I really wish I would have gotten some photos of the office to show you what it looked like. You would never see anything like this in the US unless it was a setup in a museum or for a movie. But, the truth is, I didn’t feel worried at all being treated here. Like I mentioned earlier, it was clean, the doctor was professional, and all of the important things were modern and like I would expect at a US doctor. The first impression walking into the office, though, almost reminded me of an old asylum like you would see in a black and white scary movie!! HAHAHAH 

Since we’re talking about doctors, I want to take a minute to talk about medicine here too. As you drive through any town here in Costa Rica you almost always find a sign that says Farmacia, pharmacy. Uvita has at least 3 of these along the main highway that we have noticed. On one of our past vacations I ended up with an ear infection and knew I needed something to get it under control before we went back to the US. We talked to the owner of the house we were staying at (this was not when we were in Uvita, so it wasn’t Loren) and he told us to just go to the farmacia and tell them what I needed. So, we went to one of the pharmacies in town, told the pharmacist that I had an ear infection, he turned around, grabbed a box off the shelf, told me how many drops and how many times per day, and rang it up. It was under $10. I never had to go to a doctor, didn’t need a prescription, none of that! This is how it is with many things down here. Most regular medications you can just go get right off of the shelf, and in many cases, is probably a lot less expensive than you’d pay at a pharmacy in the US. I know that pain killers and some antibiotics need an actual doctor prescription, but not for many of the simpler things (think things like you would get if you did the VirtuWell online doctor visit or something similar). I’m not sure how it works for daily medications that you take for long term since we don’t have to take care of anything like that down here. But, I can tell you this- it sure is a lot easier to just walk into a pharmacy and tell them I have an ear infection than to screw around with a doctors appointment, then going to the pharmacy, then waiting 40 minutes to fill the prescription! I think the US needs to take some notes from Costa Rica on this one!😁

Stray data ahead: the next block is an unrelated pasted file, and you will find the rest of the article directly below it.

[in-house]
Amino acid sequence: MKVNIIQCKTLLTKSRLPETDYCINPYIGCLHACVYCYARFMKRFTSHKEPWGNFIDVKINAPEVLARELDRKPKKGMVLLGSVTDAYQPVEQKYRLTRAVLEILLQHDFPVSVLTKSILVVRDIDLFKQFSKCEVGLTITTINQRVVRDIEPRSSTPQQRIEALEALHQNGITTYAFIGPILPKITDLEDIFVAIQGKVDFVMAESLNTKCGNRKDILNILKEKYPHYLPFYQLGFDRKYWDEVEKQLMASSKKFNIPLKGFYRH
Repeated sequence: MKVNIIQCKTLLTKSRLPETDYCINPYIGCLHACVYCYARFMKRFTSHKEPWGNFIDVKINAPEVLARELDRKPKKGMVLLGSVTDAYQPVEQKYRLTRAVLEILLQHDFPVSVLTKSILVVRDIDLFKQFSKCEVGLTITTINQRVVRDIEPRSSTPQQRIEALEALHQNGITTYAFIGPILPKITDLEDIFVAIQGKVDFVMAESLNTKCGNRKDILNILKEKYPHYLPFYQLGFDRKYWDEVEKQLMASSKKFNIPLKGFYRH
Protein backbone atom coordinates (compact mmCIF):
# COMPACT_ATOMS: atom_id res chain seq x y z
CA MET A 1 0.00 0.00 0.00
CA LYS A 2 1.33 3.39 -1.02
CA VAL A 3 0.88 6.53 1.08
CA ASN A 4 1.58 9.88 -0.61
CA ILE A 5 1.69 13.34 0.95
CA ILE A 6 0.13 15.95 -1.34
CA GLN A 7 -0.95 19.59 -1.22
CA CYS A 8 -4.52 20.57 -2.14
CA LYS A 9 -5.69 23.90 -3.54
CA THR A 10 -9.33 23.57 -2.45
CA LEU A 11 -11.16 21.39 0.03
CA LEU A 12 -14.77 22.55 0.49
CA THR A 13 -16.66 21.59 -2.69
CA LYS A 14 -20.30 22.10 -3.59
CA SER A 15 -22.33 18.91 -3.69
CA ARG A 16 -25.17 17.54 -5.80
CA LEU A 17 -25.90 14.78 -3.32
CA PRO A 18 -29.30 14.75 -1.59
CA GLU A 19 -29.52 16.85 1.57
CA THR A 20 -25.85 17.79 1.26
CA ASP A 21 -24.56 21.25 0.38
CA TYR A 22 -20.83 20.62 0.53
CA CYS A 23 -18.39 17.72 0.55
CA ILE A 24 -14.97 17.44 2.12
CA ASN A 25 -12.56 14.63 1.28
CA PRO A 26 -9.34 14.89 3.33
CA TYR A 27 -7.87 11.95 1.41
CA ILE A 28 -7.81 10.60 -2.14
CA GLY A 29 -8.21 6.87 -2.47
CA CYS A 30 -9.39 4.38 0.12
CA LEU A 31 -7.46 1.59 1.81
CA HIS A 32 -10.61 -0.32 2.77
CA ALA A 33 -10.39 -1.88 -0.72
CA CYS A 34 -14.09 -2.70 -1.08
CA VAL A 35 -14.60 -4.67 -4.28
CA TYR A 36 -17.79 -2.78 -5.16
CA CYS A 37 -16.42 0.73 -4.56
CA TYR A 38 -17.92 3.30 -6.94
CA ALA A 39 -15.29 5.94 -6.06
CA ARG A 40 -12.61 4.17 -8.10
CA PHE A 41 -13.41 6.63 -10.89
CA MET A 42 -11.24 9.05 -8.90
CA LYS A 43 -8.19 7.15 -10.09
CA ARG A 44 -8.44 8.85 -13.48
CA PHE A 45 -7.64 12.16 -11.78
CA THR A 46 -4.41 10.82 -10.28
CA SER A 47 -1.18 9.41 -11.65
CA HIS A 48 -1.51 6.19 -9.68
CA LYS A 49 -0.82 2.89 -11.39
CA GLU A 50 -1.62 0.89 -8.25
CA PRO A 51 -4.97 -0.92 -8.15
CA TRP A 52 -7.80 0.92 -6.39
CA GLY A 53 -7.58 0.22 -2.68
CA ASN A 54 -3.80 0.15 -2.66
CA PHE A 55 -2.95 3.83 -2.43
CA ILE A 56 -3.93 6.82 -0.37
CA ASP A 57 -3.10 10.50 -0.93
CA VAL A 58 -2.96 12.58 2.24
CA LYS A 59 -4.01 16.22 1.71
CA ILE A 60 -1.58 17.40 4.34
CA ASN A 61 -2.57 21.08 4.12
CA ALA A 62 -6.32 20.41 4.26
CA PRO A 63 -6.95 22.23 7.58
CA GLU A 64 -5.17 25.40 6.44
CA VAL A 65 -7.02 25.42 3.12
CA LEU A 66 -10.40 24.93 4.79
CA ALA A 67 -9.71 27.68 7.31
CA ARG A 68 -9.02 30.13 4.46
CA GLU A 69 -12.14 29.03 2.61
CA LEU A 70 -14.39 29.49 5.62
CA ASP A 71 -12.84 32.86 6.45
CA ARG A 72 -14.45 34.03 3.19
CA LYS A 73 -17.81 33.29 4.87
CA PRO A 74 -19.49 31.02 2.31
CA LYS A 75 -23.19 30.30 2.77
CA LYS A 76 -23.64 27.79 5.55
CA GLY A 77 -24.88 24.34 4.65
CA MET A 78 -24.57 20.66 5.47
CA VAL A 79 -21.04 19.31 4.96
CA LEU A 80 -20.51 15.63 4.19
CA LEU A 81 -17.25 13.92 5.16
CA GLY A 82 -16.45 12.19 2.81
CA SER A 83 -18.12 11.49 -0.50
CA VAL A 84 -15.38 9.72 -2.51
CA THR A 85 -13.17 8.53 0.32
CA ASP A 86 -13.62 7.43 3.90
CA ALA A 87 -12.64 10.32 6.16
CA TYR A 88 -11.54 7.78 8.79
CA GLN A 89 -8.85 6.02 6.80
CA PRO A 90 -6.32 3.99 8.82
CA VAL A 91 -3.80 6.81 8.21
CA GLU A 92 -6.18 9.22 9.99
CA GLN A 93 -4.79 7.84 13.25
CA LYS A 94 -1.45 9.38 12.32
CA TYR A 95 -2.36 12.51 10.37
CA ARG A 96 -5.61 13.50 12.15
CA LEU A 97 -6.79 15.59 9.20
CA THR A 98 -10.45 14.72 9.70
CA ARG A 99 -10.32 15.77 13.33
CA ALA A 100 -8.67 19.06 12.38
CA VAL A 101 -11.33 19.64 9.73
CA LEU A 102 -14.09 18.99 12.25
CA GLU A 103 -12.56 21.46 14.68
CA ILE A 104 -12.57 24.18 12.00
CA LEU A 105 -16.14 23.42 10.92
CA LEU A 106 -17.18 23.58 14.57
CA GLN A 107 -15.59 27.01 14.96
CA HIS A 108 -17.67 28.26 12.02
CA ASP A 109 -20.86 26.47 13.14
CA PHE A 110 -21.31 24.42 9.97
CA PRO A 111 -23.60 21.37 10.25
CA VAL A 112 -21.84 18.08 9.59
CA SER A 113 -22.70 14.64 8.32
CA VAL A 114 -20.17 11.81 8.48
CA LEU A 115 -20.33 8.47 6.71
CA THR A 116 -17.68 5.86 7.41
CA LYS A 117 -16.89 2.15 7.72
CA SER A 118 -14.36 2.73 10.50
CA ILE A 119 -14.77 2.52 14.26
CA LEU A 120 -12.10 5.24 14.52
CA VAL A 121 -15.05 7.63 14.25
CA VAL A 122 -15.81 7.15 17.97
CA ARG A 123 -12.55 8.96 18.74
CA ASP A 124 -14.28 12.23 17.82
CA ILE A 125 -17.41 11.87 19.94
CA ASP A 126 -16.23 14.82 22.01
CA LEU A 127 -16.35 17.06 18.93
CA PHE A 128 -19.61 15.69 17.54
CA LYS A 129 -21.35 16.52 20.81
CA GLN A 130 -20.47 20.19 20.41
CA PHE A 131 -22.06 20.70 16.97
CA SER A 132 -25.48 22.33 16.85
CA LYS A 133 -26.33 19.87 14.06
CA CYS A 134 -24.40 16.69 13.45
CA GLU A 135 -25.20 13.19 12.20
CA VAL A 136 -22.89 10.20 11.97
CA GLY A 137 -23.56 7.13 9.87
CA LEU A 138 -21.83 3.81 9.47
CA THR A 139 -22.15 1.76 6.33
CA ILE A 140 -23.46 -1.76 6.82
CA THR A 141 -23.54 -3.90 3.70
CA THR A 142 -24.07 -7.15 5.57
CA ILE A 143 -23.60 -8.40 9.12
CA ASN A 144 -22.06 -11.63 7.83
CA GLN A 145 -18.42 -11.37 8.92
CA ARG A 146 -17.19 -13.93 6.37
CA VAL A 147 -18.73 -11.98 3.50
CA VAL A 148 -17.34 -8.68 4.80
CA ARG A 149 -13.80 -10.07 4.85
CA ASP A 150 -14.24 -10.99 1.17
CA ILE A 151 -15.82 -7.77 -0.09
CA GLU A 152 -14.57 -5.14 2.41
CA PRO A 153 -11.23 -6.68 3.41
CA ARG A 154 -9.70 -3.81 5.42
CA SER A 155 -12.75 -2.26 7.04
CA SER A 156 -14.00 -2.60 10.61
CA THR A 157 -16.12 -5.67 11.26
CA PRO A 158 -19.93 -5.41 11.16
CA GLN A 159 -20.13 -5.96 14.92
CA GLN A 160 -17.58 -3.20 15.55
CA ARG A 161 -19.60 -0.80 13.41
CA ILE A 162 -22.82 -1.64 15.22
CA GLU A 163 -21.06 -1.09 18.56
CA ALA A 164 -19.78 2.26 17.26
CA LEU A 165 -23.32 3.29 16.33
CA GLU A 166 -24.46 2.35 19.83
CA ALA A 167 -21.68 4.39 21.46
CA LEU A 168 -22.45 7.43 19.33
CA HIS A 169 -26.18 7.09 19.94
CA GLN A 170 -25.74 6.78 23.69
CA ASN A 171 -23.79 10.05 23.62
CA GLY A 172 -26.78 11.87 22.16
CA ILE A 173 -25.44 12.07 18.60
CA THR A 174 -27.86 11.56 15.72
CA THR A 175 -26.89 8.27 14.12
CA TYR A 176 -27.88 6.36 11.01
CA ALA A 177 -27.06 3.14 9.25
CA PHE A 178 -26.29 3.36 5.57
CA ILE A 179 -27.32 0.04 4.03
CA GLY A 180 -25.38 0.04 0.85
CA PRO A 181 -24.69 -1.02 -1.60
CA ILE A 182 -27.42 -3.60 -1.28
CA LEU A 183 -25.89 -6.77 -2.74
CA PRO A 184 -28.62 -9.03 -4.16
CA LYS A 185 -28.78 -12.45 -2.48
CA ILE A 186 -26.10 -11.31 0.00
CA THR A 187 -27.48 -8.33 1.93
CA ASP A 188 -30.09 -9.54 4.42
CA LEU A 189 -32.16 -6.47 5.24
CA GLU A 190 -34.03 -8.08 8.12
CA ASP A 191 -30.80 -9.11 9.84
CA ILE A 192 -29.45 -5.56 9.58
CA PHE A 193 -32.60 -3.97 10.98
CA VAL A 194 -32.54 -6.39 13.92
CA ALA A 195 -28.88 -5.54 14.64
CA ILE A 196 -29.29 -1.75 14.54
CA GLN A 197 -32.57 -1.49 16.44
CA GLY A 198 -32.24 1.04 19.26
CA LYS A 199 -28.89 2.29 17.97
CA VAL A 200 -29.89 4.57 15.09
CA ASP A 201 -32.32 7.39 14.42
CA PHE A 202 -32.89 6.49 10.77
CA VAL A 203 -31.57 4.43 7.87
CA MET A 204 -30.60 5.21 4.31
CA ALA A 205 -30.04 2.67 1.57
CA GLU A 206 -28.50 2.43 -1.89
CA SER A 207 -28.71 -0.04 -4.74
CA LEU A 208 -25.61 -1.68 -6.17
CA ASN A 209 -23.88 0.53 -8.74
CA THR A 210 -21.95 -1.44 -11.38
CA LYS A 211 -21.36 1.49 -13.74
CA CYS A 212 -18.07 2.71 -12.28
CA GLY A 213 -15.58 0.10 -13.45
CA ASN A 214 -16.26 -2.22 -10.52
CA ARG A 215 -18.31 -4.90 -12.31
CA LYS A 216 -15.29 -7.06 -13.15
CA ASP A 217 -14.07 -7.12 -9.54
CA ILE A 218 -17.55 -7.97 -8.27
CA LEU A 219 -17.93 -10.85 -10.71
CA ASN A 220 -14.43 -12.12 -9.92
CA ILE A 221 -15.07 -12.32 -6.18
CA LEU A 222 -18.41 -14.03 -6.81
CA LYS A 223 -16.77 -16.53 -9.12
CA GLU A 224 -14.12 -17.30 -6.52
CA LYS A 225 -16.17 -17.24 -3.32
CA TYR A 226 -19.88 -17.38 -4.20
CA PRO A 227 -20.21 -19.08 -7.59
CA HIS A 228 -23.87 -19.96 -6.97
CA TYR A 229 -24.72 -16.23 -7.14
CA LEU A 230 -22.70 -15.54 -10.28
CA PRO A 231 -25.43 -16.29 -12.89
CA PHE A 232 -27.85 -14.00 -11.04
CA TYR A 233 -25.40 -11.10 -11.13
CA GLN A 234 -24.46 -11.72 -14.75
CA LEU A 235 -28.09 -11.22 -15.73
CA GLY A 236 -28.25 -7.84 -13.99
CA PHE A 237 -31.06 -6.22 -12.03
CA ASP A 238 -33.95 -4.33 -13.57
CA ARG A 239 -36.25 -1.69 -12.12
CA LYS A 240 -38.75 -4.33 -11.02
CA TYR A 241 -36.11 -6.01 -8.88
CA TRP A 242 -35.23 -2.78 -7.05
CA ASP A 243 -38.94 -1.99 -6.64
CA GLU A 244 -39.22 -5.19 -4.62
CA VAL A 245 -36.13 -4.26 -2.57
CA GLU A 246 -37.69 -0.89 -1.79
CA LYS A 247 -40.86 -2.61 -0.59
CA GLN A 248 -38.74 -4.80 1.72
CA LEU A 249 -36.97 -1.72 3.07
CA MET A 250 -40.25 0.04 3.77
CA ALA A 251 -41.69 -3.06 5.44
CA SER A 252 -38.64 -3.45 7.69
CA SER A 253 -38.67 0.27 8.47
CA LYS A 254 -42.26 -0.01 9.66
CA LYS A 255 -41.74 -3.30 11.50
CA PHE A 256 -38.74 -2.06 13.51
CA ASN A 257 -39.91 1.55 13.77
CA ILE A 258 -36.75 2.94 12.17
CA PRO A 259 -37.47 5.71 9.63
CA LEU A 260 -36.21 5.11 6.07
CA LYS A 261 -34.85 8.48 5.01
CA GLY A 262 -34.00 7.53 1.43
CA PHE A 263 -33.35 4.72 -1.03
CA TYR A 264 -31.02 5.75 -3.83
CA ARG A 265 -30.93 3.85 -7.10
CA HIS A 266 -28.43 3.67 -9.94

Comments

  1. Wow...glad you are ok and I have to say I love your blog!

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    Replies
    1. Thanks so much! I have to say I feel pretty dumb for slicing myself bad enough to need stitches, but it definitely could have been worse!!